We ended our time with our university students a few weeks ago with a few hours at one of our favorite places, Blue Spring Walkway. If you’ve read this blog much at all, you’ve probably seen pictures of Blue Spring. It’s a place that lends itself to getting quiet, making space, and sensing the Holy Spirit. In the words of NT Wright, it’s a place where the veil between heaven and earth is thin. We told our students to spread out, take some time to reflect, and listen to what the Spirit might be saying as they prepared to go home. During that experience, one of our students, Nathan, wrote the following. It was significant for all of us. He kindly agreed to let us share it.
The Pure River
By Nathan Cummings
The water was roaring, because everything else was silent.
The delicate green plants swung with rhythm, tugged by the rushing water.
The water is pure, blue and clean. What feeds on The Pure River, also is pure.
The greenest life is closest to the river.
What is the river in my life, if I were a tree. Is that river pure?
Am I a river to other people?
Can I be both a river and a tree?
Without The Pure River, my tree could not survive.
Without the Pure Source, my river is corrupt.
Are the trees on my river feeding on pure water?
The birds have arrived, here to keep my company.
Perhaps I am a bird.
I can fly away, but The Pure River always welcomes me back.
But The Pure River provides all I need.
Why would I fly away?
About the Author
The author, Nathan Cummings, is a sophomore history major at Southern Nazarene University. He’s into all things marching band. Nathan is a part of the fourth generation in his family to attend SNU. Here, he is pictured at Bridal Veil Falls near Raglan, NZ.
Yesterday, we bid Kia Ora (be well) to the six Southern Nazarene University students and two adult sponsors who had spent every waking hour of the past three weeks with us. What adventures we had! Over the past three weeks (technically 19 days on the ground, though 20 makes for a better blog post title 😉 ), our volunteers built intentional relationships with people who represent approximately 20 different cultures. I am not even exaggerating! It was truly an amazing (and sometimes exhausting) feat for them.
Our “uni team,” as we fondly call them, spent their weekdays volunteering at three drastically different primary schools, helping out with our playgroups, and tutoring and playing with refugee children at a couple of area after school programs. They also got to experience the many flavors of the Nazarene church in New Zealand through a culture night complete with a haka and the traditional dances of the Samoan and Cook Islands, as well a young adult retreat (think touch rugby in the church at 2 am and a full-fledged Samoan lunch). They wrapped up their time in New Zealand by hosting an amazing mid-winter Christmas party for our Kids’ Club. It included all of the traditional American festivities and all of the traditional kiwi foods. There was so much merry making!! In each of these places, the uni team encountered an array of different cultures.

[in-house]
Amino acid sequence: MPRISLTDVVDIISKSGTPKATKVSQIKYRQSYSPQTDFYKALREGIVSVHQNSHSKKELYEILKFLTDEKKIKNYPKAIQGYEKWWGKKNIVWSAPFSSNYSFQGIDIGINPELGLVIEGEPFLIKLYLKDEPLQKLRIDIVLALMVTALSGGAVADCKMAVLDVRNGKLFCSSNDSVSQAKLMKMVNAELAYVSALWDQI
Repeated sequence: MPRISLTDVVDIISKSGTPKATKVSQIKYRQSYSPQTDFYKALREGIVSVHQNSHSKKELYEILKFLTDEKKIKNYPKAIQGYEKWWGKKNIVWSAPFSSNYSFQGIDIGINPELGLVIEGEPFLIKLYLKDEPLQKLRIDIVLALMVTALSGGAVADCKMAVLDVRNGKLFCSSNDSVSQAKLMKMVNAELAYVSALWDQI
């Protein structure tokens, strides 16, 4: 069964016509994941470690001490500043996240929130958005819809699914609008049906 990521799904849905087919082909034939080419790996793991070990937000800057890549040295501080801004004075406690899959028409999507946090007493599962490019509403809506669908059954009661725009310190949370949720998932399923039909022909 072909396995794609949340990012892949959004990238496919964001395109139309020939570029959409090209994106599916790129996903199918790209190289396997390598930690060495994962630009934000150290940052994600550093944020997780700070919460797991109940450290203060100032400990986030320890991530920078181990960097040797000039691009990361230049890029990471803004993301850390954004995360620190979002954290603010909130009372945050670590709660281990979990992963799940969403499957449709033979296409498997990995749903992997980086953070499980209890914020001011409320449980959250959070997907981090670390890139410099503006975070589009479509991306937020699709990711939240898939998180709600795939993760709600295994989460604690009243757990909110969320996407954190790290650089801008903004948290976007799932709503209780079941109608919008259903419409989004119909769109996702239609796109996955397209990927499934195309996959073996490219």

However, it wouldn’t be a truly kiwi experience if their time with us had been all work and no play. They surfed with our favorite instructor, Surfer Steve (click on the hyper link to see their awesome surfing photos), hiked the Waimangu Volcanic Valley, wandered through the Redwoods, visited Hamilton Gardens, and made space to reflect at the Blue Spring Walkway. Along the way, a couple of them got special nick names like “Pillows” and “Squash Bug” from Q, dubbed “Wiggle Worm,” and all of them were loved by the small one who proudly claimed his role as a member of the team and his new nick name.
The entire experience was one that is much better told with pictures and videos than words, and we certainly have lots of them. Enjoy!